Cooking, Food and Drink, Recipes

Friday Food and Drink Post: Cultural Appropriation Edition

The topic for this week was inspired by the following fine paragraph from this Ricochet post on September 25, 2019 about the media meltdown surrounding Donald Trump’s phone call with the President of Ukraine. (Whatever his name is. “Z” something. Just like me):

Why not speculate on a different hypothetical situation? “The whistleblower says the Ukrainian president gave President Trump his grandmother’s recipe for pierogi. If true, that would be cultural appropriation.” At least it’s creative. Much better than trying to strain bites of truth from the sewage of the Democrat media reports.

As many of you know, I’m a true-blue, green-card carrying Brit, married to a man of 100% Polish extraction. I grew up in West Africa, and have lived most of my life in the United States. Cooking is one of my many hobbies, and I’m good at it (or so I’ve been told); but, to quote Socrates,”the unexamined life is not worth living,” so I have spent the last twenty-four hours examining my recipe boxes (pictured), and finding them seriously problematic and disturbing.

And now it is time for me to confess. To give what we, in this household, call “The Dobby Speech,” after the pathetic little house-elf in the Harry Potter books who’s always weeping copiously, pointlessly blaming himself for whatever happens (most of which he had nothing to do with), and banging his head against the wall.

My recipe boxes are a cesspool of cultural appropriation. Half of the cards in them are from my mother-in-law. I stole them from her after she died. I suppose I should have buried them with her, or perhaps burned them all as a mark of respect. Instead, we have been enjoying her pierogies, kielbasa, kiszka, Christmas holly cookies, and a family favorite she called “red steak and gravy” (perhaps not so culturally appropriative, those last two) without her for the past twelve years. Greedy. Selfish. Shameful. Woe is me. (Shouldn’t that be “woe is I?”)

Then, there are the cards and torn-out pieces of newspapers and magazines that I’ve accumulated from my lifelong efforts to re-create the flavors and smells of my childhood, of places I’ve traveled, of foods I’ve savored and wanted to share: Jollof rice, groundnut chop, poutine, green papaya salad, macaron, balti, tiramisu. And the weird things (I know, spoken from a place of cultural superiority and certain privilege) that can sometimes be found in my refrigerator after one of my trips to the ethnic food shops in Pittsburgh’s Strip District (no, not that kind of “strip”). Things that look, and smell, like they might be rotten but, actually, aren’t. Things that those who love me immediately throw out when they come across them, because they’re afraid of them, and they’re sure I can’t possibly know what they are, or that they’re even there, or that if I ever did, I forgot about them long ago.

And the things I grow because I either can’t buy them fresh, or because they’re so expensive when I do find them: kaffir lime, sundry hot peppers, unusual vegetables I’ll try at least once, all sorts of herbs, any odd ingredient, native to anywhere, that catches my fancy and that might thrive in the garden, even if just for the season.

Don’t you think it’s time you checked your own food privilege, and admitted your favorite guilty pleasure of a culinary specialty you stole from another culture and which you have no right to eat, let alone enjoy? Please share your favorites, and include a recipe if you have one. “Privilege shared, is privilege halved,” as they say. You’ll feel better, and it will go a long way towards mitigating your sin.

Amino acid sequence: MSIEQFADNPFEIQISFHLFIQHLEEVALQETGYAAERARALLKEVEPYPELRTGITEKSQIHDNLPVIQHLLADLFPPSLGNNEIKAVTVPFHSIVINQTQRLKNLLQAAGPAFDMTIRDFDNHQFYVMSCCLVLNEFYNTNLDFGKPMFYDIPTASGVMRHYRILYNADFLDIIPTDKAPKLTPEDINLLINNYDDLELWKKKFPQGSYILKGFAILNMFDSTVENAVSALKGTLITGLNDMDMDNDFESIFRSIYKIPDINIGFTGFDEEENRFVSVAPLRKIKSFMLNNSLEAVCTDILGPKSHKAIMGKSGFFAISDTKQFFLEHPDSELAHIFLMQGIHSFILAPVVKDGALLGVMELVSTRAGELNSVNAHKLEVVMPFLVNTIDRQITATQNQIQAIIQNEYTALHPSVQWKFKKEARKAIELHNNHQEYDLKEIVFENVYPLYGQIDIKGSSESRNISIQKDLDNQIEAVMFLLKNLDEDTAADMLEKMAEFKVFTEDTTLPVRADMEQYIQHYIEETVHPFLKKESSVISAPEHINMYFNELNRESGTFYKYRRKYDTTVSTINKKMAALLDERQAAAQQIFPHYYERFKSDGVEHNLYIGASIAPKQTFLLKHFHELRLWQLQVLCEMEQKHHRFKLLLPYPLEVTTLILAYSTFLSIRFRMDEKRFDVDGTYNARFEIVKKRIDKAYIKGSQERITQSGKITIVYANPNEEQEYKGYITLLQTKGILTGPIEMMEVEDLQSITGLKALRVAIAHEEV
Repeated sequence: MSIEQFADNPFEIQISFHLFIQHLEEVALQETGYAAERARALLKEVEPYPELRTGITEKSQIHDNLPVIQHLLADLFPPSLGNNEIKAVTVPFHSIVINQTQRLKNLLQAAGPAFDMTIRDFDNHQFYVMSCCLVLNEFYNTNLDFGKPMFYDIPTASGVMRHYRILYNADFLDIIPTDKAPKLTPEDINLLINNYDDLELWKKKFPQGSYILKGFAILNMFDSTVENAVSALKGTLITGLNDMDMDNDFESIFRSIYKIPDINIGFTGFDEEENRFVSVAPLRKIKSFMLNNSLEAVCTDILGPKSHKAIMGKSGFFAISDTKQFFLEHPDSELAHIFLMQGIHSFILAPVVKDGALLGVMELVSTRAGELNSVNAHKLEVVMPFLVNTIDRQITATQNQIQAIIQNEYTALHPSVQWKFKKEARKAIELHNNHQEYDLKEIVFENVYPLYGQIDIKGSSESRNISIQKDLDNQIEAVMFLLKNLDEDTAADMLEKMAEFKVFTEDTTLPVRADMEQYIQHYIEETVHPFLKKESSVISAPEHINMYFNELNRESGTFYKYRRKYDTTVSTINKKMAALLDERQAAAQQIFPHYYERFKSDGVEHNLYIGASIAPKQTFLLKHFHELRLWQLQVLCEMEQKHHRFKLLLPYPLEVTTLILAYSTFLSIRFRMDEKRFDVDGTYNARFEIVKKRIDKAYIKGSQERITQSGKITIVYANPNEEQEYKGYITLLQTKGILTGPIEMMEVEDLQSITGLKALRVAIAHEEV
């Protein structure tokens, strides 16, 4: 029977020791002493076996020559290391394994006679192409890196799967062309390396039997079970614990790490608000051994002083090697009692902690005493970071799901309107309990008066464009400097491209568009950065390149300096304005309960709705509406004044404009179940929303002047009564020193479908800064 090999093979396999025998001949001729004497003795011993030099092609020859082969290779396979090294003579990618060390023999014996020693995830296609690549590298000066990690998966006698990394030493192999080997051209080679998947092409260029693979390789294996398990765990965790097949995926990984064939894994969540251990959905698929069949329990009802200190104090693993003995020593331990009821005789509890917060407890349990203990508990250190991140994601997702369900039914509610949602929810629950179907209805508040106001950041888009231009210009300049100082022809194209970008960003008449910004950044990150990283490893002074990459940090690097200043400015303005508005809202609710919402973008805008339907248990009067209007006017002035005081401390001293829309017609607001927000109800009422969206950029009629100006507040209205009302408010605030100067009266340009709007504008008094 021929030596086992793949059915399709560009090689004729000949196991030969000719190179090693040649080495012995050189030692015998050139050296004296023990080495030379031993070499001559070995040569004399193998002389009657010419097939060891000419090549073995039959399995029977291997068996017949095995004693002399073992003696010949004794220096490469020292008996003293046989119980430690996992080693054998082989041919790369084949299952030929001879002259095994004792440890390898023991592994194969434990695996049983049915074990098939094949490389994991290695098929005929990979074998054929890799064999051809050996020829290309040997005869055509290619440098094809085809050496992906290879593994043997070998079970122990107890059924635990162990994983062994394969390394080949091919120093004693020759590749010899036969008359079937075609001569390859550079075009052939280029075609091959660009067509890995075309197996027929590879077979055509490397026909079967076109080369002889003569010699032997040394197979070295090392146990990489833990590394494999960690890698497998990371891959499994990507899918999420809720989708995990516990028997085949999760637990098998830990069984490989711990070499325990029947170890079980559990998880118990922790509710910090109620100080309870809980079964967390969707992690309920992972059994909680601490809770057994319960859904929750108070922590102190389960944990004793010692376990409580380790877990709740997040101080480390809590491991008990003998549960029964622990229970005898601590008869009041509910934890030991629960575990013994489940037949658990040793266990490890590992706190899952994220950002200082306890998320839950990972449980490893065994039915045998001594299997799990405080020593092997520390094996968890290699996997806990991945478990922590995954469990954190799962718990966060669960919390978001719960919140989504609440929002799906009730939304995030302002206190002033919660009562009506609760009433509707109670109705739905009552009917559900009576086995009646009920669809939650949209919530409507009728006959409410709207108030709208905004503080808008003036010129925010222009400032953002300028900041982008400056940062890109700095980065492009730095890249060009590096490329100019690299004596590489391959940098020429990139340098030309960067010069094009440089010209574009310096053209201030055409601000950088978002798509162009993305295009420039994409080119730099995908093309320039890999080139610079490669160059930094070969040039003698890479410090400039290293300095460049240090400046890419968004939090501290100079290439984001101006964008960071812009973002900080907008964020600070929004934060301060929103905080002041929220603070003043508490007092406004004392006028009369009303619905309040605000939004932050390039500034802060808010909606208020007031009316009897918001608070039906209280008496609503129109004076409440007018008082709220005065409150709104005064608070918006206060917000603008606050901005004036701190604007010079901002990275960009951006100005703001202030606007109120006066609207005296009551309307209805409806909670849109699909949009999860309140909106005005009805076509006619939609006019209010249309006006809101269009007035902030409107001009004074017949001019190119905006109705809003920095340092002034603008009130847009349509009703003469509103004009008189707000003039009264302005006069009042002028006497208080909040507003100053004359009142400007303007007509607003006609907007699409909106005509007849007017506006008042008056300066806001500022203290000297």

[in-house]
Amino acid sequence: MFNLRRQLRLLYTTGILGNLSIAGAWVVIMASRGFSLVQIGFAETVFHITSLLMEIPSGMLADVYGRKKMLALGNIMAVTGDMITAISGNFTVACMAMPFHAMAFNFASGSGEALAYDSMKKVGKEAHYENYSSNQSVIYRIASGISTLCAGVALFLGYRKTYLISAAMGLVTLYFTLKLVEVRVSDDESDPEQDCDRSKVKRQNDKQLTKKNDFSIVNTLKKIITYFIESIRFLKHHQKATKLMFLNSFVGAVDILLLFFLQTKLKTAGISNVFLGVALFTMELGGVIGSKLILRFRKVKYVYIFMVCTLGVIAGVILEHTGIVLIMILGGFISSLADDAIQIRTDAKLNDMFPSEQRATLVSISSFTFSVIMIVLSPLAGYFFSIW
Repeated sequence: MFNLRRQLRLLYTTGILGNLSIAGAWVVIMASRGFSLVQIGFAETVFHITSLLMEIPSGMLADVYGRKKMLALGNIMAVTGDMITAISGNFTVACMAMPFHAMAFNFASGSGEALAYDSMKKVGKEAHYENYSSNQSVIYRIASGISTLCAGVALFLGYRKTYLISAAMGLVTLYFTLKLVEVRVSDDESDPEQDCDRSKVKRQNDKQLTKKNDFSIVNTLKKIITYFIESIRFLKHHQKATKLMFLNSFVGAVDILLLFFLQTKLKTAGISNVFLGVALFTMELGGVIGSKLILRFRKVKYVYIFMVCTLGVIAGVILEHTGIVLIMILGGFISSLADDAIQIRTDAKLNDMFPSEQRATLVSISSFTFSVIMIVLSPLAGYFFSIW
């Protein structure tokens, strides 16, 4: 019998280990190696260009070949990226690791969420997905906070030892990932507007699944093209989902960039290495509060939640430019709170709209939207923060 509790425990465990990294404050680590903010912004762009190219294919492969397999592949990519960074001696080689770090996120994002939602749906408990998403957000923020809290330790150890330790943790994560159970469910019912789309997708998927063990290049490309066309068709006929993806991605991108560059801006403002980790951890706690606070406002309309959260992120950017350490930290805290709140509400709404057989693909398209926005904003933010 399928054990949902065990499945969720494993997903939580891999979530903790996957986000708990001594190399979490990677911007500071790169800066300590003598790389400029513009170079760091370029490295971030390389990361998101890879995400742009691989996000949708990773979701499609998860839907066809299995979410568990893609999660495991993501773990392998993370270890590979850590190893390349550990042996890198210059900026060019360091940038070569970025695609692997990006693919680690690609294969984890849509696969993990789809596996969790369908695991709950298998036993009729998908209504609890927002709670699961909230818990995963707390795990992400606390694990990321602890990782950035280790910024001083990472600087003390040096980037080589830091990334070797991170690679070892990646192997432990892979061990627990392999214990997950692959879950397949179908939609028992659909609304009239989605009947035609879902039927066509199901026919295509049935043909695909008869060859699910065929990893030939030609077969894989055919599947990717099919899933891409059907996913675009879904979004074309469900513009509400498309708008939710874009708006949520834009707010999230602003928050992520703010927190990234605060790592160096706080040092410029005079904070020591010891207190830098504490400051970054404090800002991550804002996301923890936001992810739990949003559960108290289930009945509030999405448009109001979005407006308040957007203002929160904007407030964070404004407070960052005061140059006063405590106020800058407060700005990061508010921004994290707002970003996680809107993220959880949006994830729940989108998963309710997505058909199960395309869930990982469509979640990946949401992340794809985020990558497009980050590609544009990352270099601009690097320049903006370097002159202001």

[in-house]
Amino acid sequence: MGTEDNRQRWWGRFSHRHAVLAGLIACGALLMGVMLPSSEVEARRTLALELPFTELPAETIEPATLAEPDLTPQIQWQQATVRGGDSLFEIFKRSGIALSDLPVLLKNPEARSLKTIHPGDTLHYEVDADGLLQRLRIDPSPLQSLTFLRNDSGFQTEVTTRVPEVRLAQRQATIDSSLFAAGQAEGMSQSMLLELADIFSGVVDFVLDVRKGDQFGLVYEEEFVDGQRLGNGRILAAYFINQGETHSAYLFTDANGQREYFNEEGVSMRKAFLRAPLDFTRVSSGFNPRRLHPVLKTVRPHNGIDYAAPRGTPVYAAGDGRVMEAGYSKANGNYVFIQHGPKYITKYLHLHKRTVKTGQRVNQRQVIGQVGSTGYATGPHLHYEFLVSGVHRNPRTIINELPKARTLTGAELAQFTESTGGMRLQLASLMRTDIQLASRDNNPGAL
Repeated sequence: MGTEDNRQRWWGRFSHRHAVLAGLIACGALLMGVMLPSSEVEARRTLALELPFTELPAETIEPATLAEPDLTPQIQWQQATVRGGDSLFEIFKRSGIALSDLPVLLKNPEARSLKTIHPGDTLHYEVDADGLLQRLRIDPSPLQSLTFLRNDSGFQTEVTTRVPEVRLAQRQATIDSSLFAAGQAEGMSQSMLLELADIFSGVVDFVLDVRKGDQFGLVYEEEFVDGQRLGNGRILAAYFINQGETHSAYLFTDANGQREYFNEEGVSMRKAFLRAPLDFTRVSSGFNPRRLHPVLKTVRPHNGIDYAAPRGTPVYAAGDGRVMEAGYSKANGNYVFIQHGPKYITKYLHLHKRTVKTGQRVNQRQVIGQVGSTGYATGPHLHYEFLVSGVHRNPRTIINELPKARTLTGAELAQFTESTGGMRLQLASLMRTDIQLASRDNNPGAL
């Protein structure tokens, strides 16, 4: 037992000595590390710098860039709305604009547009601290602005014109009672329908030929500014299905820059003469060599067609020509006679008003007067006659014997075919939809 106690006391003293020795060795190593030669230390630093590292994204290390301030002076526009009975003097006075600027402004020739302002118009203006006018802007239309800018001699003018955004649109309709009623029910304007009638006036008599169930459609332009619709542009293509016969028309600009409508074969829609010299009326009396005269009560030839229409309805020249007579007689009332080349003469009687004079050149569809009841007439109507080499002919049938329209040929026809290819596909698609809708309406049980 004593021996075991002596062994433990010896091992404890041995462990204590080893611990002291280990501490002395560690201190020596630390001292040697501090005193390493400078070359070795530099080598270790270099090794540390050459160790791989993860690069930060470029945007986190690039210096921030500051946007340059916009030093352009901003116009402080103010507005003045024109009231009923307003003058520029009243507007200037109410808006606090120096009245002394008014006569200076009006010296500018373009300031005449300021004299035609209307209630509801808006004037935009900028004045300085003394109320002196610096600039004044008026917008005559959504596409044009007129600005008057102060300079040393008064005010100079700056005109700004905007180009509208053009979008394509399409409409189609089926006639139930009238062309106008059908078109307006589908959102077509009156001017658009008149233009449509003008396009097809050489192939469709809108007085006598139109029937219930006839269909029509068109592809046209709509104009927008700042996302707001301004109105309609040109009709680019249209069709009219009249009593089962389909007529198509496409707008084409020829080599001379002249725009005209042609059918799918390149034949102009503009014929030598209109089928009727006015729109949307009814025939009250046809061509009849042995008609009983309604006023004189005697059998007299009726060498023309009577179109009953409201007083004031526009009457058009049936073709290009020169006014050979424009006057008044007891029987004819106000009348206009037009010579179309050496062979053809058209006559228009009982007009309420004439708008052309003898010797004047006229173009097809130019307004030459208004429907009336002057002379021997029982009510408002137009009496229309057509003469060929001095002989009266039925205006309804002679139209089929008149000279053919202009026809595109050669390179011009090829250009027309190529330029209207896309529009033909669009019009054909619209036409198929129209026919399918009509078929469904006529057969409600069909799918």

Meanwhile, I’m off somewhere to bang my head against the wall. After that bit of self-correction, perhaps I’ll assay a nice meal of tripe and onions, followed by spotted dick. Pretty safe, I think. Anyone care to join me?

Bon Appetit! (Whoops.)

PS: To get started–Grandma’s Pierogi Recipe:

2 cups flour (about 8 oz)
2 eggs
Lukewarm water

Mix flour and eggs, then add water, a spoonful or so at a time until you have a firm dough. Knead till smooth (I usually bung it in the old Kitchenaid and let it rip with the dough hook for about five minutes. Not authentic, but it works.)

Divide into two parts, and roll each into a long rectangle on a floured board. Put heaped teaspoons of filling along one edge, a couple of inches apart. Fold the other long edge over top, and press down with your fingers in between and at the ends to make little dough pockets.

Now, here’s the trick: take a glass, and cut out the pierogi with the glass. Or, you can use a knife, and then primp the edges with a fork. Glass is easier, and I have fewer leaks when I do it that way. Take the remaining dough from both pieces, clump together and roll out again.

Cook in boiling water for a couple of minutes till they float to the top. We like to saute them in butter (with some onions); some people prefer them just boiled.

Fillings: mashed potato with grated cheese mixed in; sauerkraut; ricotta or pot cheese mixed with an egg yolk and some diced, sauteed onion if you like it; shredded cabbage boiled for a couple of minutes, then sauteed with chopped onions and mushrooms; you can also fill with fruit–cherries, blackberries, or with homemade apple butter.

We usually make them with mashed potato and onion filling, and fry in butter with some onions until golden. After the main course (wherein they usually accompany kielbasa and sauerkraut) we have pierogies for dessert, sprinkled with cinnamon and sugar. They are surprisingly good this way.

Pro Tip: Keep the filling as dry as possible. Those made with ricotta or pot cheese may get a bit wet; if that happens, drain before putting it on the dough.

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